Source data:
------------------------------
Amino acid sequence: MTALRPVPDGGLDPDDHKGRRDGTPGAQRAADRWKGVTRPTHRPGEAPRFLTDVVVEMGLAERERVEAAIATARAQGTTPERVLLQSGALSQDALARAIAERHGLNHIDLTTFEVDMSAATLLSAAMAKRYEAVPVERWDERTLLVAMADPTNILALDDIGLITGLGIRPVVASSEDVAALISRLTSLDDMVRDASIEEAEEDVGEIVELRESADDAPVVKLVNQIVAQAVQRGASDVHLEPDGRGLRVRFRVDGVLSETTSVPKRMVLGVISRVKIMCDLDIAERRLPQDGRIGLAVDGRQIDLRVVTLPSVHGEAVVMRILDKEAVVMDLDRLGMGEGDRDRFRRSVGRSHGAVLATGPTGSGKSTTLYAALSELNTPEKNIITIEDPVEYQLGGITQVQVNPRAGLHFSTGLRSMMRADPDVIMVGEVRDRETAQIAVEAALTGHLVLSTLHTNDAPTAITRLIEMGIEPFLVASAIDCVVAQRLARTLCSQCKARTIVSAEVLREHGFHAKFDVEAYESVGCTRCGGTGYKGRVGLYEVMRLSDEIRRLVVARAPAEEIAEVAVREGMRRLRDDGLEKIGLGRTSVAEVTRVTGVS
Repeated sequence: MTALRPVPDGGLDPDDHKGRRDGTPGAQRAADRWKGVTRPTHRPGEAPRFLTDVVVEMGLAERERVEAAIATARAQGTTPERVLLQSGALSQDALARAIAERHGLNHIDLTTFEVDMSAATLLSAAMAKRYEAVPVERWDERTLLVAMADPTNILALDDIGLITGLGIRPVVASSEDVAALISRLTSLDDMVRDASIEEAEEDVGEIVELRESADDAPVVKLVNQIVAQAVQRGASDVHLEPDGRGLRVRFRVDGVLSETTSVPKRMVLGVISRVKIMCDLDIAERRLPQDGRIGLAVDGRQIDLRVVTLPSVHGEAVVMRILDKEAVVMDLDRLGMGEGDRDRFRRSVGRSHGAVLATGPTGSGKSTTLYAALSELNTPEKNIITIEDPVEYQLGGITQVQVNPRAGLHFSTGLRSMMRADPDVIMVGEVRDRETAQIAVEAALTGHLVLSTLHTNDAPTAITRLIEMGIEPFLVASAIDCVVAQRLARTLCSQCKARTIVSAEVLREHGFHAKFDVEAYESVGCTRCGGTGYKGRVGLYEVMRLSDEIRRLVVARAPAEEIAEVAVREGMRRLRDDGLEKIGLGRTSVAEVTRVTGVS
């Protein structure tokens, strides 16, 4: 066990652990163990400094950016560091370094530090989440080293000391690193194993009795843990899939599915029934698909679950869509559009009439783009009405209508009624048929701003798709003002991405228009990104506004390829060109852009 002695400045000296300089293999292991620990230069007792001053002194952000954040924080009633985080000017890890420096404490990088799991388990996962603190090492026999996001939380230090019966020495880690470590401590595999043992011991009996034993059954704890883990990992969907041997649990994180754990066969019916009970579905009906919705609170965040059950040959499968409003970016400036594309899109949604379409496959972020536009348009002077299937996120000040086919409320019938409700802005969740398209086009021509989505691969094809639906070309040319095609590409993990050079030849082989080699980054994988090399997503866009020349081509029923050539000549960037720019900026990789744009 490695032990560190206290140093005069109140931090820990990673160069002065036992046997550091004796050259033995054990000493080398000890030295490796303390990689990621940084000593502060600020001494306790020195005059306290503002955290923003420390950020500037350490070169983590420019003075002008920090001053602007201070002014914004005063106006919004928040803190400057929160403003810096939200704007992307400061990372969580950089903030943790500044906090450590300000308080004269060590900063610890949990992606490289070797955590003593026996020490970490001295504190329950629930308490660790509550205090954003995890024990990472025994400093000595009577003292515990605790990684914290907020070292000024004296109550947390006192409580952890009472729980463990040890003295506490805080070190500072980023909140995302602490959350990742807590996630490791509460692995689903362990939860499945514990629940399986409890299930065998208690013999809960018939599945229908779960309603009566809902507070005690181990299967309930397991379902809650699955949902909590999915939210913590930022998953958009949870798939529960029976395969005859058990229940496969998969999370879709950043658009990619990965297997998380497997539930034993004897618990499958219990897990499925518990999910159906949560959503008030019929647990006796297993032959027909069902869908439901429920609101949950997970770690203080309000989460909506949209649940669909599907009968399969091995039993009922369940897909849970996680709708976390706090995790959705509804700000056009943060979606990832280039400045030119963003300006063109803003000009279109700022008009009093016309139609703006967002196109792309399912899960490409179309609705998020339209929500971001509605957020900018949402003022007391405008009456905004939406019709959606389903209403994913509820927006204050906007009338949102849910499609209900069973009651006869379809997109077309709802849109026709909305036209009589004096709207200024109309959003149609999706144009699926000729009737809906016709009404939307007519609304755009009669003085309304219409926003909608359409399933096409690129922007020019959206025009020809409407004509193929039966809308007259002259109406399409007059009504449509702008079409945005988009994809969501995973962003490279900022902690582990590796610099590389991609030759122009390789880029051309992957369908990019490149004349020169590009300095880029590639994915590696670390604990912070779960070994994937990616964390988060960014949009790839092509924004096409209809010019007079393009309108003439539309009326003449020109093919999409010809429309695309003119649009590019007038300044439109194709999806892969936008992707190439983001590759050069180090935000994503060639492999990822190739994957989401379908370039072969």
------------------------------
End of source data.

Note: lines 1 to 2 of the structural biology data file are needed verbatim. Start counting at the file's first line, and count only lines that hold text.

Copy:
Amino acid sequence: MTALRPVPDGGLDPDDHKGRRDGTPGAQRAADRWKGVTRPTHRPGEAPRFLTDVVVEMGLAERERVEAAIATARAQGTTPERVLLQSGALSQDALARAIAERHGLNHIDLTTFEVDMSAATLLSAAMAKRYEAVPVERWDERTLLVAMADPTNILALDDIGLITGLGIRPVVASSEDVAALISRLTSLDDMVRDASIEEAEEDVGEIVELRESADDAPVVKLVNQIVAQAVQRGASDVHLEPDGRGLRVRFRVDGVLSETTSVPKRMVLGVISRVKIMCDLDIAERRLPQDGRIGLAVDGRQIDLRVVTLPSVHGEAVVMRILDKEAVVMDLDRLGMGEGDRDRFRRSVGRSHGAVLATGPTGSGKSTTLYAALSELNTPEKNIITIEDPVEYQLGGITQVQVNPRAGLHFSTGLRSMMRADPDVIMVGEVRDRETAQIAVEAALTGHLVLSTLHTNDAPTAITRLIEMGIEPFLVASAIDCVVAQRLARTLCSQCKARTIVSAEVLREHGFHAKFDVEAYESVGCTRCGGTGYKGRVGLYEVMRLSDEIRRLVVARAPAEEIAEVAVREGMRRLRDDGLEKIGLGRTSVAEVTRVTGVS
Repeated sequence: MTALRPVPDGGLDPDDHKGRRDGTPGAQRAADRWKGVTRPTHRPGEAPRFLTDVVVEMGLAERERVEAAIATARAQGTTPERVLLQSGALSQDALARAIAERHGLNHIDLTTFEVDMSAATLLSAAMAKRYEAVPVERWDERTLLVAMADPTNILALDDIGLITGLGIRPVVASSEDVAALISRLTSLDDMVRDASIEEAEEDVGEIVELRESADDAPVVKLVNQIVAQAVQRGASDVHLEPDGRGLRVRFRVDGVLSETTSVPKRMVLGVISRVKIMCDLDIAERRLPQDGRIGLAVDGRQIDLRVVTLPSVHGEAVVMRILDKEAVVMDLDRLGMGEGDRDRFRRSVGRSHGAVLATGPTGSGKSTTLYAALSELNTPEKNIITIEDPVEYQLGGITQVQVNPRAGLHFSTGLRSMMRADPDVIMVGEVRDRETAQIAVEAALTGHLVLSTLHTNDAPTAITRLIEMGIEPFLVASAIDCVVAQRLARTLCSQCKARTIVSAEVLREHGFHAKFDVEAYESVGCTRCGGTGYKGRVGLYEVMRLSDEIRRLVVARAPAEEIAEVAVREGMRRLRDDGLEKIGLGRTSVAEVTRVTGVS